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Davis v. Shenkus

August 2, 2006

SEAN L. DAVIS, PLAINTIFF,
v.
ERIC R. SHENKUS, DEFENDANT.



The opinion of the court was delivered by: Jerome B. Simandle, District Judge

OPINION

Plaintiff SEAN L. DAVIS (hereinafter "Plaintiff") currently confined at the Atlantic County Justice Facility, Mays Landing, New Jersey, seeks to bring this 42 U.S.C. § 1983 action in forma pauperis without prepayment of fees pursuant to 28 U.S.C. § 1915. Plaintiff submitted his affidavit of indigence and institutional account statement pursuant to 28 U.S.C. § 1915(a) (1998). Plaintiff also submitted for filing his complaint (hereinafter "Complaint").

Plaintiff'S Complaint names Eric R. Shenkus as defendant (hereinafter "Defendant"), and states that Defendant violated Plaintiff's constitutional rights by doing the following:

[Defendant] is [Plaintiff's] public defender for [Plaintiff's] current legal matter, and [Defendant is not following the client[-]lawyer guidelines. [Defendant] is in violation of [Plaintiff's] 6th Amendment which states to have proper counsel for [Plaintiff's] defense. Compl. § 3(B).

Plaintiff's Complaint clarifies Defendant's failure to "follow the client[-]lawyer guidelines" as follows:

A. On [certain dates in November and December of 2005, Plaintiff] requested [his] discovery, Grand Jury transcripts, and a Wade hearing. [Defendant] post[]poned [Plaintiff] on all dates and did not follow through with [Plaintiff's] requests.

B. On [a certain date in February of 2006, Plaintiff] asked for [his] Grand Jury transcripts, a Wade hearing and Miranda motion. [Plaintiff] also presented evidence to [Defendant, explaining to Defendant what] to say before the judge [but Defendant] did not comply . . . .

C. On [another date, Plaintiff] asked for trial after [Defendant] told [Plaintiff that Plaintiff] couldn't get a motion to dismiss. [Defendant] post[]poned [Plaintiff] instead of putting [Plaintiff] on the trial list. Id. § 4.

Plaintiff asks this Court to "[a]ppoint [Plaintiff] a lawyer who will represent [Plaintiff] to [the lawyer's] fullest potential. Someone who can legally coincide with [Plaintiff] and recognize the inconsistency of the discovery." Id. § 5. After carefully examining Plaintiff's Complaint, this Court dismisses the Complaint with prejudice for failure to state a claim upon which relief may be granted.

DISCUSSION

A. Standard of Review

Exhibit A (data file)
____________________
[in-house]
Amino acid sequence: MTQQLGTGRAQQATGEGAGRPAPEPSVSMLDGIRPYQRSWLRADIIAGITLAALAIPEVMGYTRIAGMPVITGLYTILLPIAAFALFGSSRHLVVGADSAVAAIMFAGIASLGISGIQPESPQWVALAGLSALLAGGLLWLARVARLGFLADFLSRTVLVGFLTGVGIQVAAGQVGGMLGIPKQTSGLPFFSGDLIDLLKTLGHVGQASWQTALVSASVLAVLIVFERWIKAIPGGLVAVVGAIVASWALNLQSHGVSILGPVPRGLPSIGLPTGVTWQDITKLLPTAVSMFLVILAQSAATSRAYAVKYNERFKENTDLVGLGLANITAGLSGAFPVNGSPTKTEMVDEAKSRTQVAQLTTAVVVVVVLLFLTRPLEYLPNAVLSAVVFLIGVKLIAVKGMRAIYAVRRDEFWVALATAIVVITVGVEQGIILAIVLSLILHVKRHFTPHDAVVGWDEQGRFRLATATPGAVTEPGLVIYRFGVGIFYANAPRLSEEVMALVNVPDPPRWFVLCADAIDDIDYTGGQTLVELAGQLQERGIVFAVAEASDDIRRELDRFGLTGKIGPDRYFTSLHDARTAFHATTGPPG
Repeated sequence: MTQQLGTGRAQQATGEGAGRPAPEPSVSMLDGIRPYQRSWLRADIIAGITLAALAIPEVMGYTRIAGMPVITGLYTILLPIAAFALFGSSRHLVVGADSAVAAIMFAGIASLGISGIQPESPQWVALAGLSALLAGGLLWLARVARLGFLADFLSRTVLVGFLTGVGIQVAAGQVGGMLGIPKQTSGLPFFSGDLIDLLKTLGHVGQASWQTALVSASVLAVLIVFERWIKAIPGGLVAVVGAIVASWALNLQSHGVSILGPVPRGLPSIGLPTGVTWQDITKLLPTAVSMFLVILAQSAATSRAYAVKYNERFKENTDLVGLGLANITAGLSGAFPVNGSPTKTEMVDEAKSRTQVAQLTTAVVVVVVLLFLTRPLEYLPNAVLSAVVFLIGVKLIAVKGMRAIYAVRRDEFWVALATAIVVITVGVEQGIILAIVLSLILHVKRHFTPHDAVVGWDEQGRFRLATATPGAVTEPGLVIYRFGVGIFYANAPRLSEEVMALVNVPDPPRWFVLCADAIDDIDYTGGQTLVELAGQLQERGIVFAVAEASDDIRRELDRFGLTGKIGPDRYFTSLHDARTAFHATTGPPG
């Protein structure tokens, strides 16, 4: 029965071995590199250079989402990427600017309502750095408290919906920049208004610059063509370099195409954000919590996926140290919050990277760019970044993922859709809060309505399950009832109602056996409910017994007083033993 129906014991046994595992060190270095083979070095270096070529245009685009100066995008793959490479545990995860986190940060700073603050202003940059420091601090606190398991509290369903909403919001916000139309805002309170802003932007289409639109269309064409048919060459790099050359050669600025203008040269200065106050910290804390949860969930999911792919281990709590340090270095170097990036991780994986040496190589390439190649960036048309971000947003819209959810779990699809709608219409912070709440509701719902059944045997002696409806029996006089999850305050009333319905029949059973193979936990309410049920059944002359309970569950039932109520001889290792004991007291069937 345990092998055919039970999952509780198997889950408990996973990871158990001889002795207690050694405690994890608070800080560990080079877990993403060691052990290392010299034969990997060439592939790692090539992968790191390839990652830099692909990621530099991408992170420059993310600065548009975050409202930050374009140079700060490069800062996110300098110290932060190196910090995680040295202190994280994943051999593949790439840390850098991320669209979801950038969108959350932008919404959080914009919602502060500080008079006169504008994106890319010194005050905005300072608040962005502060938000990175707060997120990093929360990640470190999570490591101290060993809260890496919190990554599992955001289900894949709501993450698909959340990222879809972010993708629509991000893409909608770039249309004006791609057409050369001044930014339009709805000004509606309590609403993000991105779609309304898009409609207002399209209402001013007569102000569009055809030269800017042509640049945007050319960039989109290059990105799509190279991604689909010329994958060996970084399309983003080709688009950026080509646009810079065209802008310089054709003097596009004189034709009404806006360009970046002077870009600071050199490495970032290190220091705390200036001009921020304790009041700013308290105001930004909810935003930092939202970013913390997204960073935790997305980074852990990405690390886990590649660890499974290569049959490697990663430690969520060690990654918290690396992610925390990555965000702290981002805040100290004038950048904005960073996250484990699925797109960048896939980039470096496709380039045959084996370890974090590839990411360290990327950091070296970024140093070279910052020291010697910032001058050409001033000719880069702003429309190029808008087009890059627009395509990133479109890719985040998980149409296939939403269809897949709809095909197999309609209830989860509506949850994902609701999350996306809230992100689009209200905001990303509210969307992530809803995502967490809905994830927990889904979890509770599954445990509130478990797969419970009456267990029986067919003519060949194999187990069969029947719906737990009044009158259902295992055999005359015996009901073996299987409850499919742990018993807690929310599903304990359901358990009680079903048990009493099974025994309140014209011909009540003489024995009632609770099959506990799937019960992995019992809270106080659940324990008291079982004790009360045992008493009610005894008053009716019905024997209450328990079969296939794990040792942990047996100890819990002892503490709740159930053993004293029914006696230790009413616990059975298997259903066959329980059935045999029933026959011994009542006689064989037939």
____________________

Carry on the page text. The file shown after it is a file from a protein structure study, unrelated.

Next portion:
In 1996, Congress enacted the Prison Litigation Reform Act ("PLRA"), Title VIII of the Omnibus Consolidated Rescissions and Appropriations Act of 1996, Pub. L. No. 104-134, 110 Stat. 1321 (April 26, 1996). Congress's purpose in enacting the PLRA was "primarily to curtail claims brought by prisoners under 42 U.S.C. § 1983 and the Federal Tort Claims Act . . . many of which are routinely dismissed as legally frivolous." Santana v. United States, 98 F.3d 752, 755 (3d Cir. 1996). A crucial part of the congressional plan for curtailing meritless prisoner suits is the requirement, embodied in 28 U.S.C. §§ 1915(e)(2)(B) and 1915A(b), that a court must dismiss, at the earliest practicable time, any prisoner actions that are frivolous or malicious, fail to state a claim, or seek monetary relief from immune defendants. However, in determining the sufficiency of a complaint, the Court must be mindful to construe it liberally in favor of the plaintiff. See Haines v. Kerner, 404 U.S. 519 (1972); United States v. Day, 969 F.2d 39, 42 (3d Cir. 1992). The Court should "accept as true all of the allegations in the complaint and reasonable inferences that can be drawn therefrom, and view them in the light most favorable to the plaintiff." Morse v. Lower Merion School Dist., 132 F.3d 902, 906 (3d Cir. 1997). The Court need not, however, lend credit to a pro se plaintiff's "bald assertions" or "legal conclusions." Id. Thus, "[a] pro se complaint may be dismissed for failure to state a claim only if it appears 'beyond doubt that the plaintiff can prove no set of facts in support of his claim which would entitle him to relief.'" Milhouse v. Carlson, 652 F.2d 371, 373 (3d Cir. 1981) (quoting Haines v. Kerner, 404 U.S. 519, 520 (1972)).

Liberally construing Plaintiff's Complaint, this Court interprets it as setting forth (1) a claim under the Sixth Amendment, and ...


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